If there are two things that have been confirmed to me as a therapist, it is that we like plan and purpose. We feel better when moving forward (no matter the pace), and when the essence of our being aligns with purpose. We feel comforted by meaning – in our work, play, family life, community. One of the ways to achieve this is through volunteering with an organization or cause that is dear to us. Being service oriented allows us to focus on other; to make a difference:
- Volunteering decreases the likelihood of developing depression. When we volunteer, it most likely includes social interaction which helps to fend off loneliness and depression. It also helps to keep us engaged – an important element to keeping the blues away.
- Volunteering improves our physical health. An article from Harvard Medical school notes that “A growing body of evidence suggests that people who give their time to others might also be rewarded with better physical health—including lower blood pressure and a longer lifespan.”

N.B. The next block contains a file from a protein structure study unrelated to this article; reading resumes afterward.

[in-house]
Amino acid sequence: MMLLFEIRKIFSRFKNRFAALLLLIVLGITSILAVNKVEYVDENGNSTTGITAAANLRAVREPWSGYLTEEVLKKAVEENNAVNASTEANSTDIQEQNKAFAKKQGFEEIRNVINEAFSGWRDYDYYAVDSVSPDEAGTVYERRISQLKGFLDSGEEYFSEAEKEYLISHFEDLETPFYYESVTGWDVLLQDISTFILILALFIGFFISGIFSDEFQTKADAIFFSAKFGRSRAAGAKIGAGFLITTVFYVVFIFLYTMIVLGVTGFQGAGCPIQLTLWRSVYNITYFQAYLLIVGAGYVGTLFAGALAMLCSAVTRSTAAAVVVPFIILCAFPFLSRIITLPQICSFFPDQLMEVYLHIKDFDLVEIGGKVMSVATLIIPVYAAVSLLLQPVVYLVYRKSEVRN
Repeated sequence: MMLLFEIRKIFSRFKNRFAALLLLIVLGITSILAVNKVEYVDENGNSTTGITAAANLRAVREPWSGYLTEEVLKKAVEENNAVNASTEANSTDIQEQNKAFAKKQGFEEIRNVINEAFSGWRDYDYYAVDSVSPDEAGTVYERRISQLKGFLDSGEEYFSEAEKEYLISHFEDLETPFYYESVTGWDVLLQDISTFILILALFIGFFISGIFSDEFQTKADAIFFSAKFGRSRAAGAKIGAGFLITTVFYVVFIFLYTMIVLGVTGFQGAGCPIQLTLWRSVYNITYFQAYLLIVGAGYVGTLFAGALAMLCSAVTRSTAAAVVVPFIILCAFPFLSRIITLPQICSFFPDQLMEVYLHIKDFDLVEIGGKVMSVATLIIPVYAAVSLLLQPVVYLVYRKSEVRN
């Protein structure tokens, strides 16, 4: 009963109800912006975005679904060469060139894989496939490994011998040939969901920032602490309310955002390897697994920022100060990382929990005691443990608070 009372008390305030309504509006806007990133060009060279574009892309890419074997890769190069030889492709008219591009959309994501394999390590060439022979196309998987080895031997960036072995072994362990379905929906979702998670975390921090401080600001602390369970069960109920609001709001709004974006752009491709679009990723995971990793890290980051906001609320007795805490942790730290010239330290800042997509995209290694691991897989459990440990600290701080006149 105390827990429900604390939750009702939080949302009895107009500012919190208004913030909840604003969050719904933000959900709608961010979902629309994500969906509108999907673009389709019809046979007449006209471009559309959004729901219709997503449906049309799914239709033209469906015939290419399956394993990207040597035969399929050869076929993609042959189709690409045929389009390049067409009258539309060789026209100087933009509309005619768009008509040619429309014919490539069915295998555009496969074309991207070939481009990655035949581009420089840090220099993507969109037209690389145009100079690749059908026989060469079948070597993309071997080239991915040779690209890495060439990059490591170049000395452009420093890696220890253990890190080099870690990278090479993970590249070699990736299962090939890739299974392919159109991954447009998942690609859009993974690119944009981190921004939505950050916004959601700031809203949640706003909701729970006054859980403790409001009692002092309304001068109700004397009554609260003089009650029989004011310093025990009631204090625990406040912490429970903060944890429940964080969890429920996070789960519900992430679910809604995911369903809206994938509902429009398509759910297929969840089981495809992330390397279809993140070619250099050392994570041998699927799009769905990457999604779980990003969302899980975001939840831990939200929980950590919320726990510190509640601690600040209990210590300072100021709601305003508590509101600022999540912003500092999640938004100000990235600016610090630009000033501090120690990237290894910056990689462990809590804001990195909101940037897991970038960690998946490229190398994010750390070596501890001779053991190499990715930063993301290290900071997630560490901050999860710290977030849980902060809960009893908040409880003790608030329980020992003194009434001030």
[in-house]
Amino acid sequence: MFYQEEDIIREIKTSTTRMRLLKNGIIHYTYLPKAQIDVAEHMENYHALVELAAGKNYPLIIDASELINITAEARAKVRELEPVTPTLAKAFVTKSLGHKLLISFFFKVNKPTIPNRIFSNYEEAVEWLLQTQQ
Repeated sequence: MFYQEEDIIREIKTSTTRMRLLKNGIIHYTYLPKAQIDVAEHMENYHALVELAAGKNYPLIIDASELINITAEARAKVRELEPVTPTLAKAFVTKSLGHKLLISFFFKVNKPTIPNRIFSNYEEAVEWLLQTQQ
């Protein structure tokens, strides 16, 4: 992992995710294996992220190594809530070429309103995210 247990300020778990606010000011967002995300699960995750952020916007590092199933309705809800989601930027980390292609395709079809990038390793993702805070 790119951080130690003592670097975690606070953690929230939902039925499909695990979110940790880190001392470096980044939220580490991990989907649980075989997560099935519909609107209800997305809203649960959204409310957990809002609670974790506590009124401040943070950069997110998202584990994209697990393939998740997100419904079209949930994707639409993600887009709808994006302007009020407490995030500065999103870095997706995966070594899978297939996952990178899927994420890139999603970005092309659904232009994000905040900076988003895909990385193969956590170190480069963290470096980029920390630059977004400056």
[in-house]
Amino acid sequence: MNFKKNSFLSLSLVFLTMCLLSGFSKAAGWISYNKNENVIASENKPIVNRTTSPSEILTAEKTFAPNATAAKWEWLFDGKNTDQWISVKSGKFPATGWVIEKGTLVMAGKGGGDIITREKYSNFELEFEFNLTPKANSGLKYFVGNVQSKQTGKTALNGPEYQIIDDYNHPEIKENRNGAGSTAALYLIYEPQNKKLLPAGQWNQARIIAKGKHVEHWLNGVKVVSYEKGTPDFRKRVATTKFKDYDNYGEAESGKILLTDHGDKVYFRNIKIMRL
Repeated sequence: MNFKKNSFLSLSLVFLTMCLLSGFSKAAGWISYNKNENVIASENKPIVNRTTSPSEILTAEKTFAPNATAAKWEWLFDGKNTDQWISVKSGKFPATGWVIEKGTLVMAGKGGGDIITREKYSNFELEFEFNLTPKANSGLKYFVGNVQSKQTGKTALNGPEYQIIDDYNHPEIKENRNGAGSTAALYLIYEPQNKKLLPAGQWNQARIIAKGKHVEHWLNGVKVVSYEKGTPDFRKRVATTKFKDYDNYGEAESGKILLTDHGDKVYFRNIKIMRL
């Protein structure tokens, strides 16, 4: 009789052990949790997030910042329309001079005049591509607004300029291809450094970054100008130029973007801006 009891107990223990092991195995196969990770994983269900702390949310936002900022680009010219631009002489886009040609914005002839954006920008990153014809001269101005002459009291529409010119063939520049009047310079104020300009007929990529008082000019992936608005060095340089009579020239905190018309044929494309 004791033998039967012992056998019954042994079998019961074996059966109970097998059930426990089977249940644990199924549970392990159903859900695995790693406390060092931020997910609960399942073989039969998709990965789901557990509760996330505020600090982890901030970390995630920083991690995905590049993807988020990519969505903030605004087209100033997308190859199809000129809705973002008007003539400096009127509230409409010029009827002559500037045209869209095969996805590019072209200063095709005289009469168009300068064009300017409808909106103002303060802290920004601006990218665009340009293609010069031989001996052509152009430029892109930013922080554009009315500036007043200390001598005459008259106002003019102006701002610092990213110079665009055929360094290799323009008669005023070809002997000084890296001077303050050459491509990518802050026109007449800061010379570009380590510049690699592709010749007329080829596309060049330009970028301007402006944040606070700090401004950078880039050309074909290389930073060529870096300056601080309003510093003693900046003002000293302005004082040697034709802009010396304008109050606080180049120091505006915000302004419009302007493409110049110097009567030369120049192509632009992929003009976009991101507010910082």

- Volunteering builds empathy. When we are service oriented, our focus is the other – we are more likely to experience what it feels like to be in another life position. We will begin to understand and relate to people in a more empathic way.
- Volunteering can help your career. Never underestimate how volunteering can add to your overall work life – my first job right out of university was with an organization I had volunteered with the previous summer.
- Volunteering allows joy into our lives. In our busy lives, we often forget to actively seek joy. If we volunteer on a regular basis, we are allowing moments of happiness and fulfillment into our life experience.
We are always comforted by plan and purpose. As Mahatma Gandhi once said “The best way to find yourself is to lose yourself in the service of others.” – Mahatma Gandhi
Photo credit: https://unsplash.com/@synkevych